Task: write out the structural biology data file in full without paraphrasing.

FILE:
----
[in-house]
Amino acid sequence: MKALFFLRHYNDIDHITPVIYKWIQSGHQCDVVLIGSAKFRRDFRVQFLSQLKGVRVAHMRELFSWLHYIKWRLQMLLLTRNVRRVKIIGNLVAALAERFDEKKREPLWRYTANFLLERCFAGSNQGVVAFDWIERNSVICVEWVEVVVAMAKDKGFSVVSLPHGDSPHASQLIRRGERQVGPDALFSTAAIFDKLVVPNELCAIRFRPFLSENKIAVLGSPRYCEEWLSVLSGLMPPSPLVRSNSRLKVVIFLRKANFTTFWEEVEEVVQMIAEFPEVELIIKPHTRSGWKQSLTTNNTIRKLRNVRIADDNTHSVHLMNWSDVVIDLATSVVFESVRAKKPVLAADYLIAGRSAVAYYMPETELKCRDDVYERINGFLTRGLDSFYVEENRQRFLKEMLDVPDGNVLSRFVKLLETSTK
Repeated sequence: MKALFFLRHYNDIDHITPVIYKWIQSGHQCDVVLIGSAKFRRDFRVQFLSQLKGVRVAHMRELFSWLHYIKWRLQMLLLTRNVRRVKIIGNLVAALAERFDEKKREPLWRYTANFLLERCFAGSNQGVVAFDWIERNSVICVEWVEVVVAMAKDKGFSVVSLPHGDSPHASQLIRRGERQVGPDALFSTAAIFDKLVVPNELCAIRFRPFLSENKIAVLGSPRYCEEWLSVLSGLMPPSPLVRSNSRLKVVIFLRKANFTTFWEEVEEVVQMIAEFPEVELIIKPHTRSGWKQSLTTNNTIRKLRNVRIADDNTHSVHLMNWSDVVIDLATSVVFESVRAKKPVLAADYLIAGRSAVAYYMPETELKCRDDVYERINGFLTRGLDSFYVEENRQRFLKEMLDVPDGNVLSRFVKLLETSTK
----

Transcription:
[in-house]
Amino acid sequence: MKALFFLRHYNDIDHITPVIYKWIQSGHQCDVVLIGSAKFRRDFRVQFLSQLKGVRVAHMRELFSWLHYIKWRLQMLLLTRNVRRVKIIGNLVAALAERFDEKKREPLWRYTANFLLERCFAGSNQGVVAFDWIERNSVICVEWVEVVVAMAKDKGFSVVSLPHGDSPHASQLIRRGERQVGPDALFSTAAIFDKLVVPNELCAIRFRPFLSENKIAVLGSPRYCEEWLSVLSGLMPPSPLVRSNSRLKVVIFLRKANFTTFWEEVEEVVQMIAEFPEVELIIKPHTRSGWKQSLTTNNTIRKLRNVRIADDNTHSVHLMNWSDVVIDLATSVVFESVRAKKPVLAADYLIAGRSAVAYYMPETELKCRDDVYERINGFLTRGLDSFYVEENRQRFLKEMLDVPDGNVLSRFVKLLETSTK
Repeated sequence: MKALFFLRHYNDIDHITPVIYKWIQSGHQCDVVLIGSAKFRRDFRVQFLSQLKGVRVAHMRELFSWLHYIKWRLQMLLLTRNVRRVKIIGNLVAALAERFDEKKREPLWRYTANFLLERCFAGSNQGVVAFDWIERNSVICVEWVEVVVAMAKDKGFSVVSLPHGDSPHASQLIRRGERQVGPDALFSTAAIFDKLVVPNELCAIRFRPFLSENKIAVLGSPRYCEEWLSVLSGLMPPSPLVRSNSRLKVVIFLRKANFTTFWEEVEEVVQMIAEFPEVELIIKPHTRSGWKQSLTTNNTIRKLRNVRIADDNTHSVHLMNWSDVVIDLATSVVFESVRAKKPVLAADYLIAGRSAVAYYMPETELKCRDDVYERINGFLTRGLDSFYVEENRQRFLKEMLDVPDGNVLSRFVKLLETSTK